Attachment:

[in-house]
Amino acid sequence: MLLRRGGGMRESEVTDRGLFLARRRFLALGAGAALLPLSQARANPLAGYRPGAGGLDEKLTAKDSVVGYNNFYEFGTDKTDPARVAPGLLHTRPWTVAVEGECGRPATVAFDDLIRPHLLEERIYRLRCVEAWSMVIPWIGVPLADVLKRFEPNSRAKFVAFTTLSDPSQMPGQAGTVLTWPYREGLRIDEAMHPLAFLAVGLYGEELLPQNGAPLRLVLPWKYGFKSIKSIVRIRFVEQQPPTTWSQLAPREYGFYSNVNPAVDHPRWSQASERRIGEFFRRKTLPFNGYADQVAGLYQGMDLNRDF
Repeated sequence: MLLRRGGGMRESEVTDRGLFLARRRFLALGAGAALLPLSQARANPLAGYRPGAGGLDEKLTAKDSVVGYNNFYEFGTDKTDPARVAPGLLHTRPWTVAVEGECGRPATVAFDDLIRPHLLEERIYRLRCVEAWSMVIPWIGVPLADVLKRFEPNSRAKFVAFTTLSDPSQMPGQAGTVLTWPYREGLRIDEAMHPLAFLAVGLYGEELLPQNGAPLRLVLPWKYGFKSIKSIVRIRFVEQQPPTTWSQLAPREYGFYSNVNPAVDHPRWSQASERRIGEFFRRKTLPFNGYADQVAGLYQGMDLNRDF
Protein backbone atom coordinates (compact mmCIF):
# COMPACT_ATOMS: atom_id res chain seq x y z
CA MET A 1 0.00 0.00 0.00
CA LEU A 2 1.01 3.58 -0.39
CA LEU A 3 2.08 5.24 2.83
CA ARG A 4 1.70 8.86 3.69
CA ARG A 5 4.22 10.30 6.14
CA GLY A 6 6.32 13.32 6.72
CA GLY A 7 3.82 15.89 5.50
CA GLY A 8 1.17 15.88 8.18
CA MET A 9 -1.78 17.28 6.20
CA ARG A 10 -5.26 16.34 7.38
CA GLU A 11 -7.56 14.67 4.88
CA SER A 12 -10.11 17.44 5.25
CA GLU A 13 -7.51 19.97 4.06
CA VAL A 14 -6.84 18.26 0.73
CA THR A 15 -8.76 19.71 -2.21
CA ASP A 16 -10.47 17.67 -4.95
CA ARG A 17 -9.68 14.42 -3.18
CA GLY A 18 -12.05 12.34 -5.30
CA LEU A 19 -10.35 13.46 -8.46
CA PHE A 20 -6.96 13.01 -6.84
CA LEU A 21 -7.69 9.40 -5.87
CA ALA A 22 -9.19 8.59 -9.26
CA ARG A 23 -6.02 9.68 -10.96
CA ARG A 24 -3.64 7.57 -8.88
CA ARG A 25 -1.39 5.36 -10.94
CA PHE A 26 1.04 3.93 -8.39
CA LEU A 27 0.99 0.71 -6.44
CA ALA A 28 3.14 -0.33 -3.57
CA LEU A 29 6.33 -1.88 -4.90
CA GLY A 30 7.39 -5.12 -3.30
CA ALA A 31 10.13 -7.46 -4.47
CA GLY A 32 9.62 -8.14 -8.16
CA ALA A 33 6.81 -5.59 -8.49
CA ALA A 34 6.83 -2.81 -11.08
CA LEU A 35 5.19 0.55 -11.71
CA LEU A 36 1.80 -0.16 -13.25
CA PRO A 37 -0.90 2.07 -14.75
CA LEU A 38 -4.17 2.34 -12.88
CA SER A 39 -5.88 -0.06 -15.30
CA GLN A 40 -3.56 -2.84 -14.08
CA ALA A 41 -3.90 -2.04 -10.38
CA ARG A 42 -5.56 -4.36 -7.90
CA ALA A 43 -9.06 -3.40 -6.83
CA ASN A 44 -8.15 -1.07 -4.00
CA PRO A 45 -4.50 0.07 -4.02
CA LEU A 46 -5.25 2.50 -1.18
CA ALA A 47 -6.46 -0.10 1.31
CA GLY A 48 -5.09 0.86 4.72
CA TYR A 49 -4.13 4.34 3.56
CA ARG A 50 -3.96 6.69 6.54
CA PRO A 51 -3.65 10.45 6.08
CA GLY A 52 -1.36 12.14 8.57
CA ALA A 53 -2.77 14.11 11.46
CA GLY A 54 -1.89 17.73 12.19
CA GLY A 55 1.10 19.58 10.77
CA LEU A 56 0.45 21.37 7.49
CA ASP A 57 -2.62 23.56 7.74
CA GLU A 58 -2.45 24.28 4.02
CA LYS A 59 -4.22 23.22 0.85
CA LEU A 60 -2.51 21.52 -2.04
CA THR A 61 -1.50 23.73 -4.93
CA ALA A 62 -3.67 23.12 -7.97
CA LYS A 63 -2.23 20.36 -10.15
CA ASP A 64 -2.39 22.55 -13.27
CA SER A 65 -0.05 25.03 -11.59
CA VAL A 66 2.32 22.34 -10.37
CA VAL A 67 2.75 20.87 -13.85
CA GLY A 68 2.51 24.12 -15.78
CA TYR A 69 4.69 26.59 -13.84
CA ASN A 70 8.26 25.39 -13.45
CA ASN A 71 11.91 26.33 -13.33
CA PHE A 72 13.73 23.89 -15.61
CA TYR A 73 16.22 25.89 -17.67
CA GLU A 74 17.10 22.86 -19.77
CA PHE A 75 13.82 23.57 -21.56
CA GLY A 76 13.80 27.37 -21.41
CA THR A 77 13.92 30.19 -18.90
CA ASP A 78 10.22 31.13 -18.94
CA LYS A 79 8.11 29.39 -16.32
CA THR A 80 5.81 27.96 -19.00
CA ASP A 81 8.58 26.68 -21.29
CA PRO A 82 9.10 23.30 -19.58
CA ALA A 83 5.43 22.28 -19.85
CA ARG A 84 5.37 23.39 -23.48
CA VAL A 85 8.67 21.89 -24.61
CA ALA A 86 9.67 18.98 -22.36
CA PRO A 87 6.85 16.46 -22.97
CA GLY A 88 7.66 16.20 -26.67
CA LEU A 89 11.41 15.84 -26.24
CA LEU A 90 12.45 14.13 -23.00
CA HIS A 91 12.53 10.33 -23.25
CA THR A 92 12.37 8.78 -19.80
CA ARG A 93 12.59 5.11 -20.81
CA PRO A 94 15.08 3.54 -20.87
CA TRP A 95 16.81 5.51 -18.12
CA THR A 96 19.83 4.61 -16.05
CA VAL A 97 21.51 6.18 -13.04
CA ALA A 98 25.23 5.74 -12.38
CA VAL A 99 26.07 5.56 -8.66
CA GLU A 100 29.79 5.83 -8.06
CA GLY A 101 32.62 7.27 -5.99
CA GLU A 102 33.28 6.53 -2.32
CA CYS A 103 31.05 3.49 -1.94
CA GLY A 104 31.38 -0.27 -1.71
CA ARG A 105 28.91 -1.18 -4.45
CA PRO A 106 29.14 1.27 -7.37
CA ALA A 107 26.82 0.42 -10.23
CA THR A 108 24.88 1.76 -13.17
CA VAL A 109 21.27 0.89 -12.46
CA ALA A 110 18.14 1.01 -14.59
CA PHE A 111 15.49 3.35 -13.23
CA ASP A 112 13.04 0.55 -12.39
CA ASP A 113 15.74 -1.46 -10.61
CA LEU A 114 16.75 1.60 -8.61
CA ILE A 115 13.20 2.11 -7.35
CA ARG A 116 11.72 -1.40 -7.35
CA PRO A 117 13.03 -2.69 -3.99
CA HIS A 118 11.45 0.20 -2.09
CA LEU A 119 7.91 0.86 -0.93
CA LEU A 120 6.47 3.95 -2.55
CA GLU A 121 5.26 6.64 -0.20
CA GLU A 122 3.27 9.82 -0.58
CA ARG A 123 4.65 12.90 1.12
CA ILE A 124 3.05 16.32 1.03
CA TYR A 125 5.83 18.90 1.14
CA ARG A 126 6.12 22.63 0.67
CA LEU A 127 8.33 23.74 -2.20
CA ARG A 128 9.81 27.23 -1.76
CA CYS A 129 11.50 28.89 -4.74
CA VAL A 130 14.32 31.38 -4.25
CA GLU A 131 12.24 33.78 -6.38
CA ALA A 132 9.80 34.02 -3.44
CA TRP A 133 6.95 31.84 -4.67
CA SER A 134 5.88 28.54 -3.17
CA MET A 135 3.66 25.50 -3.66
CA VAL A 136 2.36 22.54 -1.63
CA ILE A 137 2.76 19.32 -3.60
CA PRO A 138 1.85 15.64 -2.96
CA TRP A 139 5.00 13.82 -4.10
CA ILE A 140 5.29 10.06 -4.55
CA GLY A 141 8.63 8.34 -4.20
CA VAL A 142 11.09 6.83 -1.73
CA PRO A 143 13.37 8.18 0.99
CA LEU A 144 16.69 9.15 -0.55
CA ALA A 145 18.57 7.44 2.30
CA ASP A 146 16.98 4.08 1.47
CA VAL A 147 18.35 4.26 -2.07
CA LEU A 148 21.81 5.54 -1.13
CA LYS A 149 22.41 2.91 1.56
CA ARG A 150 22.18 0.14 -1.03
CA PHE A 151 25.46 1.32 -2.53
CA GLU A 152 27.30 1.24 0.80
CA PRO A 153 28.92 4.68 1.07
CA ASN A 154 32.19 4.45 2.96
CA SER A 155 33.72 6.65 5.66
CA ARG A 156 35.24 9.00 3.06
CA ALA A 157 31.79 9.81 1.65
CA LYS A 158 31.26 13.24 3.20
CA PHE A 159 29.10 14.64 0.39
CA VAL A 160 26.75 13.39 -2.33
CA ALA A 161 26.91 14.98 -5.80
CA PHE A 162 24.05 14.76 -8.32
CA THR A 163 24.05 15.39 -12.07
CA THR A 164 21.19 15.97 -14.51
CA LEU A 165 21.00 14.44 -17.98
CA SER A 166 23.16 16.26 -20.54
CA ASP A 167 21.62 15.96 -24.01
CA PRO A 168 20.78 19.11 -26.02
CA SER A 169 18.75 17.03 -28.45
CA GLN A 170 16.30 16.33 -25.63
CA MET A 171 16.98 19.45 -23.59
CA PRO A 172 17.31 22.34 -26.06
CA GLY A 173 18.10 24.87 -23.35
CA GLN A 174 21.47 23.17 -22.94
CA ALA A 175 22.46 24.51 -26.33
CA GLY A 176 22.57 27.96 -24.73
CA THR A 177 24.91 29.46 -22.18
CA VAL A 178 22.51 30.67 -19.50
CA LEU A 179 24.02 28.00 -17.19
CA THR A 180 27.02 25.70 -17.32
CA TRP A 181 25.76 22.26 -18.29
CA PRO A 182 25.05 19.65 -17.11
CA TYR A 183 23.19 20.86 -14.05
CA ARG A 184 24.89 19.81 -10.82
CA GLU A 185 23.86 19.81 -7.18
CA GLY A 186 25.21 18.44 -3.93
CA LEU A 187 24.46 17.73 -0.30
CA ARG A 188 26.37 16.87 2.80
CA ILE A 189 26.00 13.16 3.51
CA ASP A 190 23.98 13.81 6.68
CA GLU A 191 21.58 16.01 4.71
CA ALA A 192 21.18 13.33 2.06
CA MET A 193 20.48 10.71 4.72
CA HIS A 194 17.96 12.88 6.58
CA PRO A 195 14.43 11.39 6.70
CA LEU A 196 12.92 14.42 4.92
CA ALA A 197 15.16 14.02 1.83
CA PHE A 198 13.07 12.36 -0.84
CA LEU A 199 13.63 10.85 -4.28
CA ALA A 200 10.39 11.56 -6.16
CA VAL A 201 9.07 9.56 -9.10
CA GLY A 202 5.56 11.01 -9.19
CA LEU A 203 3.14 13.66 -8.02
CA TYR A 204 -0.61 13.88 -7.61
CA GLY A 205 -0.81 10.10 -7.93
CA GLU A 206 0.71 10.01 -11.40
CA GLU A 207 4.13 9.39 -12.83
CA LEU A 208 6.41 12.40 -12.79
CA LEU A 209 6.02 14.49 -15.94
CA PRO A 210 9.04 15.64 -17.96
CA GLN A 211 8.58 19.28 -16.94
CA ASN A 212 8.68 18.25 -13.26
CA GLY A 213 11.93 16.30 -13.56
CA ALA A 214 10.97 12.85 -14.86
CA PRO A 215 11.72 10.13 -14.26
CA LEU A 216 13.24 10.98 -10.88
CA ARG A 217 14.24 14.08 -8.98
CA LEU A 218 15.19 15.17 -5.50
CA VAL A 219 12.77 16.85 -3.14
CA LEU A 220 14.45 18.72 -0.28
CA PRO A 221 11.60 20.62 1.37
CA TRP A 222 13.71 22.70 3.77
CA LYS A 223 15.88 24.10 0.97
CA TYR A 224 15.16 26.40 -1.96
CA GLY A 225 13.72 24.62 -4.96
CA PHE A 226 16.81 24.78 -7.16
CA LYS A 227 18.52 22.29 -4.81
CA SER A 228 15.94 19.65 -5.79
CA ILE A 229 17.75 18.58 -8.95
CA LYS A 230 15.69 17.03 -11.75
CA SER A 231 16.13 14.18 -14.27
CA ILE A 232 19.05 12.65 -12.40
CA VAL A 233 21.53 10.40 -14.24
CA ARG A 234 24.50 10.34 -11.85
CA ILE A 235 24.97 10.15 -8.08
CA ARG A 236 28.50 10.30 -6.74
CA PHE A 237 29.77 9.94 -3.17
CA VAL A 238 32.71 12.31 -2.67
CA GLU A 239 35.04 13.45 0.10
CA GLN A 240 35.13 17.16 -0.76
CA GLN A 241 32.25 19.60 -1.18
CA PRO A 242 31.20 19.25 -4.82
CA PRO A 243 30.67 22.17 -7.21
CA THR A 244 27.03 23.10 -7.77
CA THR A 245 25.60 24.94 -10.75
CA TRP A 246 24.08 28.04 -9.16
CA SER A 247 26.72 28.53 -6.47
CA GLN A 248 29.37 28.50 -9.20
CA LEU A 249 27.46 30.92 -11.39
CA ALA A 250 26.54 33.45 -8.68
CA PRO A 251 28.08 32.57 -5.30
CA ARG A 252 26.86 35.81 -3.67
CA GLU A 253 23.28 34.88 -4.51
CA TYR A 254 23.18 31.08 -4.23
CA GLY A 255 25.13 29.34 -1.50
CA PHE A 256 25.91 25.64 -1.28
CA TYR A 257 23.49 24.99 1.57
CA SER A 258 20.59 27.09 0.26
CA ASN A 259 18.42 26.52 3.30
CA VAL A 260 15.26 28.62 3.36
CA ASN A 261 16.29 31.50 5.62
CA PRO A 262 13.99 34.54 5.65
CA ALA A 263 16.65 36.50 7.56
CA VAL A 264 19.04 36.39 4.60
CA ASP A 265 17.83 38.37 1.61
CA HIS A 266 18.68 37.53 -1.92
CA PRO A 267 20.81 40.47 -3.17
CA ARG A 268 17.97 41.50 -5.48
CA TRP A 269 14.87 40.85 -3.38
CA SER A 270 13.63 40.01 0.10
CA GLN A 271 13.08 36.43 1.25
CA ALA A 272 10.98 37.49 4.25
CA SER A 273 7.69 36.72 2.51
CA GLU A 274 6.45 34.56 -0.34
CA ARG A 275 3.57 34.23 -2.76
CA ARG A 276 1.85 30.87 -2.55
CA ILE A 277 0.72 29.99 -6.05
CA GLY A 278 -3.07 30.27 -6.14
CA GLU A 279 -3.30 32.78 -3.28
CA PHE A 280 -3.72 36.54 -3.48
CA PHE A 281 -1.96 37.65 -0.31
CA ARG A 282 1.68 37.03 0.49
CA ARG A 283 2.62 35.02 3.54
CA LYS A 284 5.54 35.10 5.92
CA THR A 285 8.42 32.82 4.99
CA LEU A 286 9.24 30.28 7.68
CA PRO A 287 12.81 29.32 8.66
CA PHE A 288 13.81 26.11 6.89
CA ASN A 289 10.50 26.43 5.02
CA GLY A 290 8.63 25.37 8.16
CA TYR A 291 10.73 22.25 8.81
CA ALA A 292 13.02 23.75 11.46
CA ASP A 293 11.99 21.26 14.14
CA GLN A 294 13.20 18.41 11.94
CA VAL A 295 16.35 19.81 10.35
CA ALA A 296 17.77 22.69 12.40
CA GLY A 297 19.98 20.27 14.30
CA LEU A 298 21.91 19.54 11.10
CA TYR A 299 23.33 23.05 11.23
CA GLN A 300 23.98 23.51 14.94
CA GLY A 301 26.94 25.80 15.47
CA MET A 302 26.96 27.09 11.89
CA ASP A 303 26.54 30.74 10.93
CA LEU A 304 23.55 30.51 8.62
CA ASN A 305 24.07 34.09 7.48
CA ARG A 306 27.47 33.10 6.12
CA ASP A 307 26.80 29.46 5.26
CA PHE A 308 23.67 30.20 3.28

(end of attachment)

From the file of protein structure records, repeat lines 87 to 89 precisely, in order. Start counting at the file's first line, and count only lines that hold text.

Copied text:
CA PRO A 82 9.10 23.30 -19.58
CA ALA A 83 5.43 22.28 -19.85
CA ARG A 84 5.37 23.39 -23.48